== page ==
The Local Review Board of the Idyllwild Historic Preservation District discussed the Mills Act and the new parking area in town at its meeting Thursday.
In September, LRB hosted a meeting to inform local property owners of the opportunities for historic preservation. The state’s Mills Act provides property-tax relief in exchange for an equivalent investment in the historic property. The owners commit to restore, rehabilitate, repair and preserve the historic property.
In order to be eligible, the local, county or state government must designate the property as possessing historic value. All properties within the Idyllwild Historic Preservation District that have been designated as contributing to its historicity would be eligible.
Apparently, the September meeting, to which about 20 people attended, did not ignite much local response seeking a county ordinance to use the Mills Act for IHPD properties. LRB member Ron Kammeyer asked if anything new had occurred since the public meeting, and he and other board members were disappointed in the response.
“I have not had any contact from property owners in Idyllwild regarding the question on the Mills Act nor from the supervisor’s [Washington] office.” said LRB staff Keith Herron, the Riverside County chief of resources and planning.
Herron apparently did call Washington’s office and was told they had heard nothing from Idyllwild residents.
When LRB Chair Warren Monroe asked what the LRB could do to pursue any action, Herron suggested he could raise the topic at the next county Historical Commission meeting. But he stressed the importance of property owners seeking the Mills Act benefits in order for the Board of Supervisors to take any necessary action.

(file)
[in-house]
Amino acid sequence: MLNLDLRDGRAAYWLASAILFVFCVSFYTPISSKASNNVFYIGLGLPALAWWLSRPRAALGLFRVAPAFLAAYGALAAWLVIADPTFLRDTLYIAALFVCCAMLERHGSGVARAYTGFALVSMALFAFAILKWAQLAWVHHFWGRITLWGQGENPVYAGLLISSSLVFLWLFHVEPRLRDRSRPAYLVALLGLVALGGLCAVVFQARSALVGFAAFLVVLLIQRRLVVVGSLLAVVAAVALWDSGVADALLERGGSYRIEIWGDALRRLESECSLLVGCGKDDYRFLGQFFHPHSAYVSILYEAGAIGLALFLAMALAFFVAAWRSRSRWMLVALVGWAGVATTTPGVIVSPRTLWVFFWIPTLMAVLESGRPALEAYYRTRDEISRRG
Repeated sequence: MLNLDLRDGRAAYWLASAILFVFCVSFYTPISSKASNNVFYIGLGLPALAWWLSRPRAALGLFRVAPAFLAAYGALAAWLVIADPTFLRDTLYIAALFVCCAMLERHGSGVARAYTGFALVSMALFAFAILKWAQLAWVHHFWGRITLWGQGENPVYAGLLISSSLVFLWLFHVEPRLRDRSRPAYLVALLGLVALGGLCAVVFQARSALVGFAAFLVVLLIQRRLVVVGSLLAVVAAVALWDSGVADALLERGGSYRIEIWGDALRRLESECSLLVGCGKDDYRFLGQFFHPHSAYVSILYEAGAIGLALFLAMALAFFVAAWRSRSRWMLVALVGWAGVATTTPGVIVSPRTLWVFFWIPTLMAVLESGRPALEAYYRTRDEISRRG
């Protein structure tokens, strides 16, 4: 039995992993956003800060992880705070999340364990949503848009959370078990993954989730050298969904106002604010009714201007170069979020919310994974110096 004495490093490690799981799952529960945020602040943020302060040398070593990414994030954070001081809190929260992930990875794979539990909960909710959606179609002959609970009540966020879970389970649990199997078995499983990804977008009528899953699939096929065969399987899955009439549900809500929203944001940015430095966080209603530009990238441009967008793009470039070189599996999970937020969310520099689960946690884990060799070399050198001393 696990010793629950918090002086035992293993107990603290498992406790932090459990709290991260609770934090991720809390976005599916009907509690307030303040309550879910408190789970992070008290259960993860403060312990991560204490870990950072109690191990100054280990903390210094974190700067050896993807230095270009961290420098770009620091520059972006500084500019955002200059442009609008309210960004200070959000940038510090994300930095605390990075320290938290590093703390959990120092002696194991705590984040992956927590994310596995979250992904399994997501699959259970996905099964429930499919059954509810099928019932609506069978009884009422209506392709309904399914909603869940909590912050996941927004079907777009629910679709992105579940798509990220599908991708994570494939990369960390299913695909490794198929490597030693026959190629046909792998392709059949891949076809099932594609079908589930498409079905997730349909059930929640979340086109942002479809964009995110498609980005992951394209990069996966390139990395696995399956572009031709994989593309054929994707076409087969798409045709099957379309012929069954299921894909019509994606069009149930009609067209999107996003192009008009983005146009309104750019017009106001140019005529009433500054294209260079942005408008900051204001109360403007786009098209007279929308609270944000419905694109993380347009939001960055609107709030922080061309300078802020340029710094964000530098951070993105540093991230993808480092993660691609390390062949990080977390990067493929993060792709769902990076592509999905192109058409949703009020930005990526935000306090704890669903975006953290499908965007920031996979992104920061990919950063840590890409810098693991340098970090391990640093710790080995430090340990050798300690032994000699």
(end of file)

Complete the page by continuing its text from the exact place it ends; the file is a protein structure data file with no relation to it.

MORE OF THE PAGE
Sanders Chase, an owner of several Idyllwild properties, asked the LRB if it had any authority regulating the construction of a parking lot between North Circle Drive and Cedar Street (see the Jan. 21 Town Crier issue).
Both Monroe and Herron said LRB only has authority over the modification of existing structures and some new construction.
Modification of an existing structure’s exterior architectural features can be reviewed. “Placement or removal of items affecting the exterior visual qualities of an existing building” are included, too, and require an Alteration Permit.
Further, the Design Guidelines state, “Projects that only affect non-contributing resources to the Historic District are also exempt from review.”
A new parking lot that did not require razing any existing structures is outside the purview of the LRB, Herron said. “New construction is not addressed by the district guidelines. If any ordinance were applicable, it might be the one on removal of trees.”